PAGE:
The article is contributed by Mitesh Shah, Co-Founder, Inflection Point Ventures.
Start-up investing is an emerging and rewarding asset class. While many people are now starting to consider investing in startups, the initial journey can seem daunting and hard to navigate.
If you are someone who is looking to kickstart your angel investing journey, here are some tips that could help:
Tips for First-Time Investors
Develop a personal investment thesis
As an angel investor, you should work with a personal investment thesis. This thesis will help you identify the sectors and the kind of startups you would want to invest in. In this thesis, try to cover the following topics:
- A range on how much you are willing to invest in startups.
- What is your focus – impact generation or seeking substantial returns.
- Identify sectors you are not comfortable investing in. For example, many angel investors who don’t support tobacco or alcohol consumption, do not invest in start-ups in those sectors.
Do your research and think about it from the perspective of building a portfolio
Once you have made up your mind about start-up investing, the first thing is to do is identify the right startups. Like most investments, it is imperative to do thorough research before investing in a startup. You can begin with identifying certain sectors that interest you or you can choose to be sector agnostic, but what is imperative is that you develop an understanding of the business, team and market before investing.
Target opportunities that are scalable
When looking for successful ideas to invest in, scalability becomes an important parameter to look at. Understand how large a problem they are solving; how many people will be able to adapt and benefit from the solution, what is their total addressable market size, how is the larger industry growing, etc.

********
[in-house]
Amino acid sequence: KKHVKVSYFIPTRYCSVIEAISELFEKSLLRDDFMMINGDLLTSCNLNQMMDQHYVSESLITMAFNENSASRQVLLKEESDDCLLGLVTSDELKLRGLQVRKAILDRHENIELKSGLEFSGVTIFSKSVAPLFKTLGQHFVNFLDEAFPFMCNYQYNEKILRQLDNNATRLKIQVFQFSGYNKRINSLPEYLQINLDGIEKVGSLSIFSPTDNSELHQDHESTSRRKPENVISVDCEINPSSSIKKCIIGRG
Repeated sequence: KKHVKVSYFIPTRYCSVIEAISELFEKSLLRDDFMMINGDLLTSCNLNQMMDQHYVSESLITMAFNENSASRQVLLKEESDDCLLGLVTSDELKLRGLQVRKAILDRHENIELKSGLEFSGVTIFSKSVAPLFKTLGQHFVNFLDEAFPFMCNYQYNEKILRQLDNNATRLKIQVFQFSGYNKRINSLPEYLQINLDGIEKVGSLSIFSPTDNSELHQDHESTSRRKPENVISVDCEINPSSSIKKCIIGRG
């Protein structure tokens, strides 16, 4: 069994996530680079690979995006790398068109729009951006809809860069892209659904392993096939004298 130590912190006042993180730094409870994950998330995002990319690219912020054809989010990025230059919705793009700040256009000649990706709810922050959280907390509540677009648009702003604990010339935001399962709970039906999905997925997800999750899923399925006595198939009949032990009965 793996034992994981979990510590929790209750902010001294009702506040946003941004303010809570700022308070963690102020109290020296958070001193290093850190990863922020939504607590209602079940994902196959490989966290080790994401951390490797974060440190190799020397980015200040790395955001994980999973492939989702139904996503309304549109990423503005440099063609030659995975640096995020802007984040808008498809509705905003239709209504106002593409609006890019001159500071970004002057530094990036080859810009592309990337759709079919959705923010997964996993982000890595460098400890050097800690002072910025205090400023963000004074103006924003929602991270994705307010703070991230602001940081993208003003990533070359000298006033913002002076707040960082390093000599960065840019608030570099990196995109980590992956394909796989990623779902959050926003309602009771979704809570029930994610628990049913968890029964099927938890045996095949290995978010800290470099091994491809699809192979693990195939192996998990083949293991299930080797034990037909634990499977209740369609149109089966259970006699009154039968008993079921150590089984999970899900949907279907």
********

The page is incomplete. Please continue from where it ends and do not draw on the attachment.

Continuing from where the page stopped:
Deep dive into the team
A startup idea is only as strong as the team that is going to execute it. So, when you come across an idea that excites you, gather confidence in not the founder/s but also the team at large. And how the founders plan to expand this team and hire good resources. At times people consider good pedigree - an IIT/IIM degree to be a good enough indicator of the founder’s abilities; this although might not be the best parameter at times so you may avoid following that convention.
If it’s a tech-driven business do your tech research and validation rigorously. If needed, seek advice from experts. Pay close attention to how they aim to build that tech and the timelines they are working with.
Don’t judge founders by their past failures
Don’t go in with biases. Failed entrepreneurs come with a great degree for experience and understating of “what not to do”. Research suggests the learning process of opening and closing a business increases the chances of success.
Invest in what you know
To begin your angel investing journey, it may be beneficial to start with industries and sectors that you are already familiar with or have some experience in. It positions you to better evaluate the start-ups when you are just starting out.